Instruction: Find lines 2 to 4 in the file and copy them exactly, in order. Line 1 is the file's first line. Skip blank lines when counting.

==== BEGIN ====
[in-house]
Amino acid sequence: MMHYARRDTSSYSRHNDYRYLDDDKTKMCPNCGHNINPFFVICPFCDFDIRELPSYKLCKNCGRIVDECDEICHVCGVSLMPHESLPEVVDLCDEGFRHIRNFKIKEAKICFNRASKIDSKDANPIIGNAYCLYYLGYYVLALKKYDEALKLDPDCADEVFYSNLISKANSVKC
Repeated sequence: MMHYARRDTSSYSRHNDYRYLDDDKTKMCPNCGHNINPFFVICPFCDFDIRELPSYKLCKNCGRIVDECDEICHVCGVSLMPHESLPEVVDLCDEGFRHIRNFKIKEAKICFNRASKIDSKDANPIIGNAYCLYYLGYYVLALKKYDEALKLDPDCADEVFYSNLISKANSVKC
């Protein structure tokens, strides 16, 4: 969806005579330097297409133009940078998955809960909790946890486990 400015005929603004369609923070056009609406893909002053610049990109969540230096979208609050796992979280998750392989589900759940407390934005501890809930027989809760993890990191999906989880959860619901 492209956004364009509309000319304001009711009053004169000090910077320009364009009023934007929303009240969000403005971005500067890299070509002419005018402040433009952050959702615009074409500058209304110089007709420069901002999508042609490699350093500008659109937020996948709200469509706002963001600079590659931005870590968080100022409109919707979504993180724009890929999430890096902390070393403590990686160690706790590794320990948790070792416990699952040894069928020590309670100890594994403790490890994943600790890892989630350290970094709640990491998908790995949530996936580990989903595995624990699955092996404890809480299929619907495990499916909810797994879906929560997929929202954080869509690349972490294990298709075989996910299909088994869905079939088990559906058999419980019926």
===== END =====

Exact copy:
Amino acid sequence: MMHYARRDTSSYSRHNDYRYLDDDKTKMCPNCGHNINPFFVICPFCDFDIRELPSYKLCKNCGRIVDECDEICHVCGVSLMPHESLPEVVDLCDEGFRHIRNFKIKEAKICFNRASKIDSKDANPIIGNAYCLYYLGYYVLALKKYDEALKLDPDCADEVFYSNLISKANSVKC
Repeated sequence: MMHYARRDTSSYSRHNDYRYLDDDKTKMCPNCGHNINPFFVICPFCDFDIRELPSYKLCKNCGRIVDECDEICHVCGVSLMPHESLPEVVDLCDEGFRHIRNFKIKEAKICFNRASKIDSKDANPIIGNAYCLYYLGYYVLALKKYDEALKLDPDCADEVFYSNLISKANSVKC
């Protein structure tokens, strides 16, 4: 969806005579330097297409133009940078998955809960909790946890486990 400015005929603004369609923070056009609406893909002053610049990109969540230096979208609050796992979280998750392989589900759940407390934005501890809930027989809760993890990191999906989880959860619901 492209956004364009509309000319304001009711009053004169000090910077320009364009009023934007929303009240969000403005971005500067890299070509002419005018402040433009952050959702615009074409500058209304110089007709420069901002999508042609490699350093500008659109937020996948709200469509706002963001600079590659931005870590968080100022409109919707979504993180724009890929999430890096902390070393403590990686160690706790590794320990948790070792416990699952040894069928020590309670100890594994403790490890994943600790890892989630350290970094709640990491998908790995949530996936580990989903595995624990699955092996404890809480299929619907495990499916909810797994879906929560997929929202954080869509690349972490294990298709075989996910299909088994869905079939088990559906058999419980019926």